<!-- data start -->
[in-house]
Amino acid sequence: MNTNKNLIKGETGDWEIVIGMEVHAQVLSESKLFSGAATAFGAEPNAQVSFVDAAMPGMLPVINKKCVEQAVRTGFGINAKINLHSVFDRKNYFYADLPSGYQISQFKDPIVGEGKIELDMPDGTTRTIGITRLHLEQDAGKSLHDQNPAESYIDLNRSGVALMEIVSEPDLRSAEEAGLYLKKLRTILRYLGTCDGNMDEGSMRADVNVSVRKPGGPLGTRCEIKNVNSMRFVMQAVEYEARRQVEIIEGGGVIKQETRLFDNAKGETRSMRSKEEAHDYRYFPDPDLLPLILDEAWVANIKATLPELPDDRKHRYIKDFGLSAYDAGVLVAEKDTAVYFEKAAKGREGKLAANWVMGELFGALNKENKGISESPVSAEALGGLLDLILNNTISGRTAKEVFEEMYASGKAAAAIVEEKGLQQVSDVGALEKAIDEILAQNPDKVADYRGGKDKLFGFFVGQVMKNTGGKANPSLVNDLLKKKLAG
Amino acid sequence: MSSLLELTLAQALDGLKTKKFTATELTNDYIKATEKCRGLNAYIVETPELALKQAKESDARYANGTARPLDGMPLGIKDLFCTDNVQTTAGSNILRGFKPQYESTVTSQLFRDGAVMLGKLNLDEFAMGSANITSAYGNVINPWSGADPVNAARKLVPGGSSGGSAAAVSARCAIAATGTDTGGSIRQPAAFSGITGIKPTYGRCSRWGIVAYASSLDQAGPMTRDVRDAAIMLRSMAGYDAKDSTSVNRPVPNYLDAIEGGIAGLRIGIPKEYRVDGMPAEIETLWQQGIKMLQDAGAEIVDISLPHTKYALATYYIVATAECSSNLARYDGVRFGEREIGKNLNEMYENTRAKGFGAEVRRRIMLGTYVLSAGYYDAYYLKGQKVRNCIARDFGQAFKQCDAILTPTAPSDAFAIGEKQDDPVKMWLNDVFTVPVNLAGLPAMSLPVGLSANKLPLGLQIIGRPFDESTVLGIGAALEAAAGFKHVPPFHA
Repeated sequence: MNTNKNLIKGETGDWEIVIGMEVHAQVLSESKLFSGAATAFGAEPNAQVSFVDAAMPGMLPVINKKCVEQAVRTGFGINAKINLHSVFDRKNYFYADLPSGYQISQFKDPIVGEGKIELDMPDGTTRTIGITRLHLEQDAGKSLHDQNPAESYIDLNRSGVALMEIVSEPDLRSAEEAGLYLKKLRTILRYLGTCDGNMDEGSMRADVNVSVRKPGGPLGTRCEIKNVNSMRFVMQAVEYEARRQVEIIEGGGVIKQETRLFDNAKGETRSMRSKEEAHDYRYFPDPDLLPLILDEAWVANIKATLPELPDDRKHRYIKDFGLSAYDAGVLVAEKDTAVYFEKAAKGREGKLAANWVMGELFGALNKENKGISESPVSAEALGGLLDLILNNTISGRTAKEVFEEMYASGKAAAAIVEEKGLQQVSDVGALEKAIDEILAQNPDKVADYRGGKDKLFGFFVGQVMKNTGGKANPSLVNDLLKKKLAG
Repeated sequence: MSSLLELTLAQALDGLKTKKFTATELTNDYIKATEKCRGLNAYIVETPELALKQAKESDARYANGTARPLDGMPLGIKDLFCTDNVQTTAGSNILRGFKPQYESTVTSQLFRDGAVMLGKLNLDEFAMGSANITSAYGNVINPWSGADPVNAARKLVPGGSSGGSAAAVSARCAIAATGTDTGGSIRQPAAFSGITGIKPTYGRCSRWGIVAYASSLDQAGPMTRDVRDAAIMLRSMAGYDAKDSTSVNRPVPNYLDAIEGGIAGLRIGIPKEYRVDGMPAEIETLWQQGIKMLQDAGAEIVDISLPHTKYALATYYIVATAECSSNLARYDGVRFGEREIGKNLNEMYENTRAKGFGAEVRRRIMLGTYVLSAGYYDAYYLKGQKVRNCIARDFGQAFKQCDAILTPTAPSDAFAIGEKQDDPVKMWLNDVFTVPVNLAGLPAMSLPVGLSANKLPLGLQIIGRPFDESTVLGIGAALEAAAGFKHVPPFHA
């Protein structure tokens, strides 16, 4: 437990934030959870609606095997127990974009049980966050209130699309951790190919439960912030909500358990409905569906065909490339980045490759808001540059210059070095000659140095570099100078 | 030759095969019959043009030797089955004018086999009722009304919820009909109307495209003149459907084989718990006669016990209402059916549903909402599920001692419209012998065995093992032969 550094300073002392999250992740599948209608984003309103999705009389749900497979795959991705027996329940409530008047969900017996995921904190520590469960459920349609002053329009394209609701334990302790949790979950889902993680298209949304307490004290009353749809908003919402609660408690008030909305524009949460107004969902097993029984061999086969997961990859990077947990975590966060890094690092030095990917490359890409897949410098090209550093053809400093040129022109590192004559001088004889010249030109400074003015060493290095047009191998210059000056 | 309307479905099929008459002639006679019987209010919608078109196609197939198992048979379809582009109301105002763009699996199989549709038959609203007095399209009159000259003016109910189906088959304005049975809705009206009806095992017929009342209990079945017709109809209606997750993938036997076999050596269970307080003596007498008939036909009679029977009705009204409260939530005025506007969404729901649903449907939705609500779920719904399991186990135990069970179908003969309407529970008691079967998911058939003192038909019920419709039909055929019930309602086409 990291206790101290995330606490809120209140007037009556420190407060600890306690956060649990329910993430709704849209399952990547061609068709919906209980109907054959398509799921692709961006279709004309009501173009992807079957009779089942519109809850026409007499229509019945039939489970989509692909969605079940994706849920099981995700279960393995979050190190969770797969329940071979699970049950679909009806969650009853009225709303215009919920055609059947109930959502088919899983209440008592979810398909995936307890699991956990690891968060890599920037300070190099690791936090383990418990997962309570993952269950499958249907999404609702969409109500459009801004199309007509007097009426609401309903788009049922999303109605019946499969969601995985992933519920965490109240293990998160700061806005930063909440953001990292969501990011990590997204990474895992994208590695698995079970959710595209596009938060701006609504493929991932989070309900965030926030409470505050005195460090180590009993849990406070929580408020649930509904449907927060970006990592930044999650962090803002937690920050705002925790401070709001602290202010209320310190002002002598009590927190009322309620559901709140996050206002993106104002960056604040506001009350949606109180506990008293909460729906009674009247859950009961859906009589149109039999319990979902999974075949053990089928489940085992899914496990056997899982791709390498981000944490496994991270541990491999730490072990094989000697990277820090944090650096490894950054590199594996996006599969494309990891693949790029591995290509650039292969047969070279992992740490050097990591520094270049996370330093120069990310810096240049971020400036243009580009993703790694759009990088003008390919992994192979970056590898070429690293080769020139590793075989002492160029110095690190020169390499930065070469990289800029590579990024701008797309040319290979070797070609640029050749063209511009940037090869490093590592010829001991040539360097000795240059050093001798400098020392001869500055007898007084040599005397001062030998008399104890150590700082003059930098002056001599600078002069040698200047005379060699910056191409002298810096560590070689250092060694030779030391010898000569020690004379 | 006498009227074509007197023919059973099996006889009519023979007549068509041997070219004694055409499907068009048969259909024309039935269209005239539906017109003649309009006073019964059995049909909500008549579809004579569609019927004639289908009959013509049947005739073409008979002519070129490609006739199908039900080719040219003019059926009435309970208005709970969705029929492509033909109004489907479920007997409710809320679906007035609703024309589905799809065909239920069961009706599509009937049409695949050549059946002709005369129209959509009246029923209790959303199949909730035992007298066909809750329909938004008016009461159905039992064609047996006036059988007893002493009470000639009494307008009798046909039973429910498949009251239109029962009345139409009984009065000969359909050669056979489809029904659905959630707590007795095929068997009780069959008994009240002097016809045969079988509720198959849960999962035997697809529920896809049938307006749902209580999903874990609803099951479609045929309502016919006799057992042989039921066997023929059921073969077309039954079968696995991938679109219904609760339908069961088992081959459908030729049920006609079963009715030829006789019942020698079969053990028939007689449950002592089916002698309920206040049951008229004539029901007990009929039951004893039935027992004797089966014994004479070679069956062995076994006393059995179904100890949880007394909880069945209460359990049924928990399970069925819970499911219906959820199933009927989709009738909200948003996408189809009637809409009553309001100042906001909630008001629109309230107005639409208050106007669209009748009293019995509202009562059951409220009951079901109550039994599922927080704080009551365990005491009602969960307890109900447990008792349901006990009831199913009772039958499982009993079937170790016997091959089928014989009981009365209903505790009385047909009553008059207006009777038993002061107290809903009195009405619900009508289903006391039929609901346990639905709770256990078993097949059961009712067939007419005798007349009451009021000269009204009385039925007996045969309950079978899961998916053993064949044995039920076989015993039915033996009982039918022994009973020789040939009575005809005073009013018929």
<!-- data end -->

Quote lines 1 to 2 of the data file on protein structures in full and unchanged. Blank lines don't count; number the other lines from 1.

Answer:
[in-house]
Amino acid sequence: MNTNKNLIKGETGDWEIVIGMEVHAQVLSESKLFSGAATAFGAEPNAQVSFVDAAMPGMLPVINKKCVEQAVRTGFGINAKINLHSVFDRKNYFYADLPSGYQISQFKDPIVGEGKIELDMPDGTTRTIGITRLHLEQDAGKSLHDQNPAESYIDLNRSGVALMEIVSEPDLRSAEEAGLYLKKLRTILRYLGTCDGNMDEGSMRADVNVSVRKPGGPLGTRCEIKNVNSMRFVMQAVEYEARRQVEIIEGGGVIKQETRLFDNAKGETRSMRSKEEAHDYRYFPDPDLLPLILDEAWVANIKATLPELPDDRKHRYIKDFGLSAYDAGVLVAEKDTAVYFEKAAKGREGKLAANWVMGELFGALNKENKGISESPVSAEALGGLLDLILNNTISGRTAKEVFEEMYASGKAAAAIVEEKGLQQVSDVGALEKAIDEILAQNPDKVADYRGGKDKLFGFFVGQVMKNTGGKANPSLVNDLLKKKLAG